You may listen to the podcast here, GenSpottters' segment starting at 5:20.

On the Trail of Your Acadian Ancestors: A Visit to Grand-Pré National Historic Site


Already, when I planned on going to Grand-Pré National Historic Site in Nova Scotia, I could bet my visit would prove quite significant. I must admit I never expected that I would be moved the way I was though.

My paternal great-grandmother Philomène Leblanc was of Acadian ancestry. The whole time I was there, I couldn't help thinking of her great-grandfather Joseph Leblanc deported from Acadia when he was barely 15 years old. I suddenly realized my family had more than fun facts to disclose: it also made history.

In Grand-Pré, you are at the centre of the Acadian Settlement of the area of Les Mines on the Mines Basin. It is besides wherefrom approximately six thousand Acadians were deported and deprived of their land in 1755.

When you enter the Interpretation Centre, you can watch a 20-minute film on the deportation as well as attend an exhibition on the history of Acadians. Despite that all along the deportation, the British had burned the church and the houses, numerous artifacts were retrieved (such as a 1720 pair of shoes, tools and dishes) and are on display, telling about the daily lives of Acadians. Two iron pots were discovered inserted into one another, stuffed with bark and moss to protect the glass bottles with their expensive French tin-glazed earthenware holders. It is heartbreaking to see that some owners were hiding their valuables, actually hoping to return.

Exiting the main building at the rear end, you then walk towards the statue of Evangeline and the commemorative church (more or less on the site of former Catholic Church Saint-Charles-les-Mines), the former parish cemetery, and the wonderful landscape of the grand pré or large meadow. As mentioned on an informative panel,"it was one of the largest reclamation enterprises of its type. Recent research suggests that the Acadians dyked hundreds of hectares there before their deportation in 1755".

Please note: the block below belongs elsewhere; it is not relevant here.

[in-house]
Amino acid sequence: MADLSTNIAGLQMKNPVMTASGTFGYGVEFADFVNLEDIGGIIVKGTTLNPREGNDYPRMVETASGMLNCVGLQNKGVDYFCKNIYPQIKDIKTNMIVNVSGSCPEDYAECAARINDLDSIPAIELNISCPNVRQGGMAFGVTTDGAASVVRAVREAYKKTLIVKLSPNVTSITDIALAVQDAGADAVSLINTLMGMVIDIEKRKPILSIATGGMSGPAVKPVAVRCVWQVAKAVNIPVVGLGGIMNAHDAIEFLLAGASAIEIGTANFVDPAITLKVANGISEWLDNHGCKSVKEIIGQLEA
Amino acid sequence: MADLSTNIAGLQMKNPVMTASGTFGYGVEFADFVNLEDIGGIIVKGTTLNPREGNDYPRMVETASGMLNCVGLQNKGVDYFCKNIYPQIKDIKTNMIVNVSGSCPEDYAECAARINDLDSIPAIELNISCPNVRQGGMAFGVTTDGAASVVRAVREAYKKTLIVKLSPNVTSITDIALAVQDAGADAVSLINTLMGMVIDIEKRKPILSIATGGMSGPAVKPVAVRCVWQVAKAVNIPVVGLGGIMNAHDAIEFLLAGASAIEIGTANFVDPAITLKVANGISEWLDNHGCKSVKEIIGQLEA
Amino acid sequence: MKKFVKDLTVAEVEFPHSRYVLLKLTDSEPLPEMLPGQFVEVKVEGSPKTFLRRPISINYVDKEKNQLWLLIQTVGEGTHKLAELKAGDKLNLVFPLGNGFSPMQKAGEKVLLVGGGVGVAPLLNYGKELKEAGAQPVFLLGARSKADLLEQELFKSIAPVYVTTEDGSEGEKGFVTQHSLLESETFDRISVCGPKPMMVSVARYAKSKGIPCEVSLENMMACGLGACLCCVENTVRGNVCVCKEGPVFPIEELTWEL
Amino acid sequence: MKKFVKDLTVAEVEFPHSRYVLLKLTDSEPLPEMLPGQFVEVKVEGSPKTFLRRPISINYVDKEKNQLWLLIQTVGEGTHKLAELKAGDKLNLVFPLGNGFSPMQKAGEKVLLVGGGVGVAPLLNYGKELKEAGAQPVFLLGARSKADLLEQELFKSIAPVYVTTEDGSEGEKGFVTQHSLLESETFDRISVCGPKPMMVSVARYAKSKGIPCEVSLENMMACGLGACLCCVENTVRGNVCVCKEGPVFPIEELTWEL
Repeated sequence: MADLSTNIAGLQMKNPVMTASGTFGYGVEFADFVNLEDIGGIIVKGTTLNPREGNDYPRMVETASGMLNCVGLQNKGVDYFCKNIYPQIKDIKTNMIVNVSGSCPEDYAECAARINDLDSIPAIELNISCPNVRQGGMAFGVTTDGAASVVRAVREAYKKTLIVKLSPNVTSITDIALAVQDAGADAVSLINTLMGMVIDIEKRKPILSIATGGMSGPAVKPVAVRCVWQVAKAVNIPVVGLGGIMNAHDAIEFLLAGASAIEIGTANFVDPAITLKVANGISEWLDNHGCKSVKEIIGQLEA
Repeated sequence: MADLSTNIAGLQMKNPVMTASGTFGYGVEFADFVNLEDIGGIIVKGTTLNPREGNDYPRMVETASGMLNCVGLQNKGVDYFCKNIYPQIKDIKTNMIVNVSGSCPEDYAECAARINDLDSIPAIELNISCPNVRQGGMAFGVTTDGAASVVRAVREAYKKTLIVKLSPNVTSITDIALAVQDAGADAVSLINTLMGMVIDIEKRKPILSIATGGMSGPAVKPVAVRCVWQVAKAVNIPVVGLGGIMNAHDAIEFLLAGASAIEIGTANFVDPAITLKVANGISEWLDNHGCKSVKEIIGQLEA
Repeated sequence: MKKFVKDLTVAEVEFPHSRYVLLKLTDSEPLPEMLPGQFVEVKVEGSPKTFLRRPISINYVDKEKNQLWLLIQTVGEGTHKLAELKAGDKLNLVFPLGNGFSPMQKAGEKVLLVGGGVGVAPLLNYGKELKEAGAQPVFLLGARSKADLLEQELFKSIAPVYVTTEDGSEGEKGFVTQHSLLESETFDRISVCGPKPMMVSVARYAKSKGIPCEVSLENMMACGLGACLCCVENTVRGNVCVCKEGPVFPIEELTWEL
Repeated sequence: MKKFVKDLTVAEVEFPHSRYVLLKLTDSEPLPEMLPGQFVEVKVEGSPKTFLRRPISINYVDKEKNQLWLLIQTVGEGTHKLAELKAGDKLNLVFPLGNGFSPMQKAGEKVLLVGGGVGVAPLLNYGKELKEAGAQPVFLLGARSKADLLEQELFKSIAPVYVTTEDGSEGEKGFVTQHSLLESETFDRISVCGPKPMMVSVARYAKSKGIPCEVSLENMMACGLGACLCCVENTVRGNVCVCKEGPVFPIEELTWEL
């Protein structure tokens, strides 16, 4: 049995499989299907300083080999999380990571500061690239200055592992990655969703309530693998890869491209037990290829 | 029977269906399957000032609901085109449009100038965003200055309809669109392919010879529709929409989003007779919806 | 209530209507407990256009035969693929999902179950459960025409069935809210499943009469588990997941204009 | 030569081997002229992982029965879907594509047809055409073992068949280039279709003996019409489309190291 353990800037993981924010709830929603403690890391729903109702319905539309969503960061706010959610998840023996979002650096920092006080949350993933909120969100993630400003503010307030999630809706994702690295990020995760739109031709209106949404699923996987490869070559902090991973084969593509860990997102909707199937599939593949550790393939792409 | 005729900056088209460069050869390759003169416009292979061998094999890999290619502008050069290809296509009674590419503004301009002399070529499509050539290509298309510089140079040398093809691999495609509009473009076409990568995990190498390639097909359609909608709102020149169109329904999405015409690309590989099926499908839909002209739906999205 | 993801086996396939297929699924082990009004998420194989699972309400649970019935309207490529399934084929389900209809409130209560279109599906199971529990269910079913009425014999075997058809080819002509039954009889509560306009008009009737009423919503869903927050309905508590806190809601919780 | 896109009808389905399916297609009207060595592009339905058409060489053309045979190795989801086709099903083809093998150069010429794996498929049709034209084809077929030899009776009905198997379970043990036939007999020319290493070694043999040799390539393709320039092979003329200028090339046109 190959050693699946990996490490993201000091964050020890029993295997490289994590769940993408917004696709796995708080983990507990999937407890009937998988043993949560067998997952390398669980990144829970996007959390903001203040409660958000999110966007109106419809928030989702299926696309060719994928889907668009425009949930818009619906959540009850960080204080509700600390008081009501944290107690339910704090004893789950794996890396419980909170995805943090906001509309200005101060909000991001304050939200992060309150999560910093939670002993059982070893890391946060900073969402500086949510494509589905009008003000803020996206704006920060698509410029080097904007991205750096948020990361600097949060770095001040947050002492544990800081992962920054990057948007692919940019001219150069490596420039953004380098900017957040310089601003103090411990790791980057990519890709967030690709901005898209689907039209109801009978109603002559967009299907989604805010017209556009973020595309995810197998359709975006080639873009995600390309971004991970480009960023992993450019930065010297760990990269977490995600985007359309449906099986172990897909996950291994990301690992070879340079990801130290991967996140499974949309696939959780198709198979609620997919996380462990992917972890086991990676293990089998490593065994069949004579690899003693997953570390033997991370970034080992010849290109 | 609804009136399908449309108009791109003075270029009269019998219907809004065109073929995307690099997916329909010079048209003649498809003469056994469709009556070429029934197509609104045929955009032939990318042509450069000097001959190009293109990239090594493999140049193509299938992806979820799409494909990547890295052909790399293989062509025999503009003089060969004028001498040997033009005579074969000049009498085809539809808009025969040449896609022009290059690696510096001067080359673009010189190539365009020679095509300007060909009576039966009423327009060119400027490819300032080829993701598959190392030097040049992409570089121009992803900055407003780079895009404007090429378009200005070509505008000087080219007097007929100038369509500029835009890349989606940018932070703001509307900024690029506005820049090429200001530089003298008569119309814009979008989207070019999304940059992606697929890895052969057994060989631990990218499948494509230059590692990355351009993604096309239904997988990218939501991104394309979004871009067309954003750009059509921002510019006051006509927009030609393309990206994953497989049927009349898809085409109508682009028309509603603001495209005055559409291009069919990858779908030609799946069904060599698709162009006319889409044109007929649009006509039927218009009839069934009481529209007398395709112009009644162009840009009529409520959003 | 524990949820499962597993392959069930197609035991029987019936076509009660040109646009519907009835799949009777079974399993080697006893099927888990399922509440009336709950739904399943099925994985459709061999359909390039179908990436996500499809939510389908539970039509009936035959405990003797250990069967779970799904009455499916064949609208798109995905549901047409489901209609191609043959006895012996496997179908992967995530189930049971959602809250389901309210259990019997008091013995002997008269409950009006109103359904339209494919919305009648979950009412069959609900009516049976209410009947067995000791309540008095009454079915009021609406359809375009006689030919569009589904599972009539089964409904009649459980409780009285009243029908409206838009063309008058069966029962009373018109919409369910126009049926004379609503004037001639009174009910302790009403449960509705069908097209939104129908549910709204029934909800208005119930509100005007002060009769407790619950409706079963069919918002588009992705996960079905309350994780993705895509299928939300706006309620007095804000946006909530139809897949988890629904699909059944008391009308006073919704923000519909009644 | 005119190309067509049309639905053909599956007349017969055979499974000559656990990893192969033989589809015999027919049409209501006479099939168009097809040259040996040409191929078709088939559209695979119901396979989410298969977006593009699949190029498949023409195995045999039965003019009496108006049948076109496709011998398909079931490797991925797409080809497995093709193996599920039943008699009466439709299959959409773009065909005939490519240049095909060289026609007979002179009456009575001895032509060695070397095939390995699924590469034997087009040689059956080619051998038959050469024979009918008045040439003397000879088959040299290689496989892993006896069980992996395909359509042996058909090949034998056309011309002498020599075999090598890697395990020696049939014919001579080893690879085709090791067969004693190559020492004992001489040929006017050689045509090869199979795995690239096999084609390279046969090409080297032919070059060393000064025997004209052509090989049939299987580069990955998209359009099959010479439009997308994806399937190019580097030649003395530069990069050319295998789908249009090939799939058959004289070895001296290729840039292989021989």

Grand-Pré—no wonder—is a UNESCO World Heritage Site. The vast panorama before your eyes from the View Park, on Old Post Road, lets your imagination run wild and go back in time.

Clearly, my visit paid off owing to Joseph and his family's destiny as they will be the topic of a new chapter in the family history. Indeed, I had only one thought in mind: set myself to work on my tree and document the lives of my Acadian ancestors. If these five families were all living in Saint-Jacques-de-l'Achigan (Quebec) around 1768, they went through different experiences. Following the deportation, the first one was sent to England and to Saint-Servan in France later on; the second and the third were deported to Massachusetts; the fourth, to Connecticut; and finally the fifth was in Acadia and then in Saint-Jacques-de-l'Achigan, but where they were in-between, I still have to find out.